Toys that require manipulation boost fine and gross motor skills. Puzzles, stacking toys, balls, and pull toys increase dexterity, grip strength, and coordination. Pressing, squeezing, twisting and manipulating toys builds muscle control.
Self-Expression and Creativity
Open-ended sensory toys with no defined purpose like putty, sand and art supplies allow self-expression. Kids engage their imagination as they manually interact with the toys. This provides an outlet for creativity and individuality.
Exploration and Learning
Interactive light, sound and textured toys pique curiosity and ignite exploration. Cause-and-effect toys teach object permanence, logic, and problem-solving. This cognitive stimulation promotes learning across domains.
Multi-user sensory toys like trampolines, tunnels, and ball pits encourage playful interaction, turn-taking, and bonding. Making music or art together builds shared experiences. This teaches social skills essential for relationships.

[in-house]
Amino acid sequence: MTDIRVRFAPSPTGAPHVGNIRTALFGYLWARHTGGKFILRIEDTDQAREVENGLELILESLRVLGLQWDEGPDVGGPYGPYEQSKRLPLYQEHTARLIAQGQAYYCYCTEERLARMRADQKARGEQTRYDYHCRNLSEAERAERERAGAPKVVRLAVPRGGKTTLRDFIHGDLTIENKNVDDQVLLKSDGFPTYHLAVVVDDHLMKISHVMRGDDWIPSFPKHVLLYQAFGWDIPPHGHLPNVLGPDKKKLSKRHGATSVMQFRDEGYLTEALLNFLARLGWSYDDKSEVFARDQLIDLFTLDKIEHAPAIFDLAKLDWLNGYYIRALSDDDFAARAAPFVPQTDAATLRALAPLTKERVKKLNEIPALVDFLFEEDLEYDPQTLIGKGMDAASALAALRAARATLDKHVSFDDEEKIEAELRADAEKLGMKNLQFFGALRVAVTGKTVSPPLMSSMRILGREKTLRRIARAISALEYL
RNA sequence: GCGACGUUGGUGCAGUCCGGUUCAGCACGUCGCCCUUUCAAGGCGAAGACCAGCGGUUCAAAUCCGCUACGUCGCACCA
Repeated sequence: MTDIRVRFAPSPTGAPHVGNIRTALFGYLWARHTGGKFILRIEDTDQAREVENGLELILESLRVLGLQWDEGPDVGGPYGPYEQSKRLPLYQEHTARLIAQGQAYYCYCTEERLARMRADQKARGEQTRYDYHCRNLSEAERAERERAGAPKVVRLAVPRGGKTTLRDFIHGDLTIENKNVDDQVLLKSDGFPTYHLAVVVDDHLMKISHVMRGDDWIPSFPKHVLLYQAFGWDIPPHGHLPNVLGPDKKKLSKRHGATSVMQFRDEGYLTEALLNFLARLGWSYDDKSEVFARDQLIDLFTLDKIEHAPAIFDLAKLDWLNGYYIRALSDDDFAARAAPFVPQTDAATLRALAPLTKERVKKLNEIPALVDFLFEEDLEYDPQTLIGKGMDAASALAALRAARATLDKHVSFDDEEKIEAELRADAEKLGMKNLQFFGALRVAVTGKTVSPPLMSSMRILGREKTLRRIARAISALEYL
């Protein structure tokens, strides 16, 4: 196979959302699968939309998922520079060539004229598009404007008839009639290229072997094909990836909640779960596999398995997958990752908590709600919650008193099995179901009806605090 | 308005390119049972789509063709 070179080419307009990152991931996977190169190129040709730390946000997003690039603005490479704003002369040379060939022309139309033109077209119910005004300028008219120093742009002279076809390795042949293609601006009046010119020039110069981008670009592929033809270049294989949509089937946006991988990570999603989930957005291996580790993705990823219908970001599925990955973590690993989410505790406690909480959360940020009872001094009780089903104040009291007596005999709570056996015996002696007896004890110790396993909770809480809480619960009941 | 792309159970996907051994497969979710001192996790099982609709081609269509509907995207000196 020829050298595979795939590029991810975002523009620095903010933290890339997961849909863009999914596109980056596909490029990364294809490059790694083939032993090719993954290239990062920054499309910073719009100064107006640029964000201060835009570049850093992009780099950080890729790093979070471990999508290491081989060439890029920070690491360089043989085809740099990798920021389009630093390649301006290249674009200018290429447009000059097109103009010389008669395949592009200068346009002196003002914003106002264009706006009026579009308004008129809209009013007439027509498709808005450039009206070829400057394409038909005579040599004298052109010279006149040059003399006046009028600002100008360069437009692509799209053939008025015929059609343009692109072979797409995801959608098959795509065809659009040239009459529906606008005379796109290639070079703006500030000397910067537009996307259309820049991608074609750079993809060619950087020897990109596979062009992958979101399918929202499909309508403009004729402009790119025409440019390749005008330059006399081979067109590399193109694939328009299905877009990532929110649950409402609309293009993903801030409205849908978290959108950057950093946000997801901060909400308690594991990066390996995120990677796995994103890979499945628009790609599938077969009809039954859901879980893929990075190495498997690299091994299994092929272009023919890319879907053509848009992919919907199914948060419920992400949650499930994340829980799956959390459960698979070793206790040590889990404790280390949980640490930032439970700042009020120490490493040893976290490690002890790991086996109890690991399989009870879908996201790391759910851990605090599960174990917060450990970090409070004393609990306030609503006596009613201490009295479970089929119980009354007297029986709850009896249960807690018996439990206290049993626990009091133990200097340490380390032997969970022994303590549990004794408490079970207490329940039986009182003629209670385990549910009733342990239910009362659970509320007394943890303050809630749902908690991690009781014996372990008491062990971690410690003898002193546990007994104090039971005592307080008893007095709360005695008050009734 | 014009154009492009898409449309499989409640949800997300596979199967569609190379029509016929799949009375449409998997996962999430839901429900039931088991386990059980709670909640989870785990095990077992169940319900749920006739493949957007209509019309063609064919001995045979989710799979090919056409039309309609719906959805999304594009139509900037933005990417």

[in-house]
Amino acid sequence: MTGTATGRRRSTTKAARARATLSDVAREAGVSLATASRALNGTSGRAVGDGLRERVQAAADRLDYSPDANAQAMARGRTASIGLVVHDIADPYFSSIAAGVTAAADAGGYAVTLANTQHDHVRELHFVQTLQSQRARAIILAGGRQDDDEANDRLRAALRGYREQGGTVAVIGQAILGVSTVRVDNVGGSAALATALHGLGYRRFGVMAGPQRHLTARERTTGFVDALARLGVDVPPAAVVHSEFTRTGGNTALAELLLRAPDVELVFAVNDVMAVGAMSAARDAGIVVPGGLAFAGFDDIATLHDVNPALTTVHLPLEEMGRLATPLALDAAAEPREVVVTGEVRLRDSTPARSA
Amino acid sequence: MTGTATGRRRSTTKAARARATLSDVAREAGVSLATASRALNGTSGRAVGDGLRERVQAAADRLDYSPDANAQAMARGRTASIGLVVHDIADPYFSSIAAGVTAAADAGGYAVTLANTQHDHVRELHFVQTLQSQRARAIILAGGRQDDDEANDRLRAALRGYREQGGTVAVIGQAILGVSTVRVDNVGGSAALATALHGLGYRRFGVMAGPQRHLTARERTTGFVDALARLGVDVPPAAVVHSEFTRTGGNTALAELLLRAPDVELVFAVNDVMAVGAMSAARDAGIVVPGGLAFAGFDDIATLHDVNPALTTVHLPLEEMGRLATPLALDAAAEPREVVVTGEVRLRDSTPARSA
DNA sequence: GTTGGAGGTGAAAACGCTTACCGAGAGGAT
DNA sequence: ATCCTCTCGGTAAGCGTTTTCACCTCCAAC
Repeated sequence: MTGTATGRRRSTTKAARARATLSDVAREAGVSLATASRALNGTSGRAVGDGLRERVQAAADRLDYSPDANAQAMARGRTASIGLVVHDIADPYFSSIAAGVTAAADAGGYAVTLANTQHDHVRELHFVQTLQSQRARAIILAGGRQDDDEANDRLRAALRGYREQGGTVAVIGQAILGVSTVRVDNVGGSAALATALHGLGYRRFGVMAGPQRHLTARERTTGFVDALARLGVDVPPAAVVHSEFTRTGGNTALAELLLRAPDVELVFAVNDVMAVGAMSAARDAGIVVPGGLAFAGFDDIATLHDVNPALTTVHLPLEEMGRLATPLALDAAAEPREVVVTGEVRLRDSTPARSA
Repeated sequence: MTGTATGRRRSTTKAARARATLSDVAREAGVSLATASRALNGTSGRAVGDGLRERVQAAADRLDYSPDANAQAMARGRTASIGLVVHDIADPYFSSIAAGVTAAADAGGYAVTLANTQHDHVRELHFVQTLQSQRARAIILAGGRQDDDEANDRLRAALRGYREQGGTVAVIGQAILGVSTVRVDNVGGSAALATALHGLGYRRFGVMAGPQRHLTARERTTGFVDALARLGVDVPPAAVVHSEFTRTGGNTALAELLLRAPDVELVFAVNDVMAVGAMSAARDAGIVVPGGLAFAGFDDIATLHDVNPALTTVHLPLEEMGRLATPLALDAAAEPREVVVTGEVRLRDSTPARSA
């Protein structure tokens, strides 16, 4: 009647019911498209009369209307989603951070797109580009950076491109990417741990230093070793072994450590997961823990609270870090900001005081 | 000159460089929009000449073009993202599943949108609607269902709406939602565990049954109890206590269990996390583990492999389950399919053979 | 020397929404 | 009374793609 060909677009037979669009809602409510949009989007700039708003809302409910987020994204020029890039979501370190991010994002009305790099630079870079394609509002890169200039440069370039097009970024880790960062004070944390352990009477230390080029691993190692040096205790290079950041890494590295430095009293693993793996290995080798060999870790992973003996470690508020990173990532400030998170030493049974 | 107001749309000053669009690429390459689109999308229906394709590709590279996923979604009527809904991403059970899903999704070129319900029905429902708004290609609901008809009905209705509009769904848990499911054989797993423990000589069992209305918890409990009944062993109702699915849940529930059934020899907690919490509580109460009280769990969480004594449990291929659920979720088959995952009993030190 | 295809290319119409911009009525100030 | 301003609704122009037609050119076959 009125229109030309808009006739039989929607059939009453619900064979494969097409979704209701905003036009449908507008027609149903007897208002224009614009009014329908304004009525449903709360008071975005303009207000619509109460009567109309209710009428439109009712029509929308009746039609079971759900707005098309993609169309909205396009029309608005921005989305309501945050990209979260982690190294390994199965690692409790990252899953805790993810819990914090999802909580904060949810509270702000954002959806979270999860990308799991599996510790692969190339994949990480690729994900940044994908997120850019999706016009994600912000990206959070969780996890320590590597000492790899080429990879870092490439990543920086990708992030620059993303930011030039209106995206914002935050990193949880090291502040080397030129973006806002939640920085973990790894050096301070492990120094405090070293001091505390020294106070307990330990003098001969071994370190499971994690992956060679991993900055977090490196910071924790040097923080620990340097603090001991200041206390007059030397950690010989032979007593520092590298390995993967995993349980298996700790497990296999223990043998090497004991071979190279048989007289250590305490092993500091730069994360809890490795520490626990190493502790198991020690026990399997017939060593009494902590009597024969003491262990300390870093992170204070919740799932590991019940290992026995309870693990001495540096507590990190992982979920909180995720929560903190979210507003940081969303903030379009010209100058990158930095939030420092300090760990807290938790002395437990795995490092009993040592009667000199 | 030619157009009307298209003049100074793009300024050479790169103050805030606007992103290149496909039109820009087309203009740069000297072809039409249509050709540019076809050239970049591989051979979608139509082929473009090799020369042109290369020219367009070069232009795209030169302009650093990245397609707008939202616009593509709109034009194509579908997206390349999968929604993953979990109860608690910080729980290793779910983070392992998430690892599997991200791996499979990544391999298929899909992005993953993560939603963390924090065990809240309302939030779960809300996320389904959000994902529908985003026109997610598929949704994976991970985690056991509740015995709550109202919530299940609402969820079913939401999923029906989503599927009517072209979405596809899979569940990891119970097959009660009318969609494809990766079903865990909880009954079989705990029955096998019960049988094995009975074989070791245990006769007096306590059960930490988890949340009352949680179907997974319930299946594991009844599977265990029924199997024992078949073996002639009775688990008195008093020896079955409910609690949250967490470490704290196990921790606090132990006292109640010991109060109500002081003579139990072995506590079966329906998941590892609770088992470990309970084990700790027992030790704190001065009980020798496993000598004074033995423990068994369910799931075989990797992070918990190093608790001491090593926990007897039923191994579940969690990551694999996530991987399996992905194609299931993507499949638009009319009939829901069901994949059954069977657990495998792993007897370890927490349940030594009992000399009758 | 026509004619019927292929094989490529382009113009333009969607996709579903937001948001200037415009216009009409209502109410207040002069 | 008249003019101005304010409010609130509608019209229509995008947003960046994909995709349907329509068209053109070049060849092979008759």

Independence and Confidence
Mastering new skills through sensory toys builds confidence and independence. Their self-efficacy grows as sensory play enables them to regulate emotions, focus, move, create, explore and socialize on their own terms.
Sensory Toys for Autistic Kids
Many autistic children experience sensory processing issues and have sensory needs their neurotypical peers do not. Fluctuating hypersensitivities, hyposensitivities and sensory craving makes it challenging for autistic kids to feel balanced and regulated. Sensory toys can make a remarkable impact.
Here are examples of sensory toys autistic children may particularly benefit from along with the specific needs they address: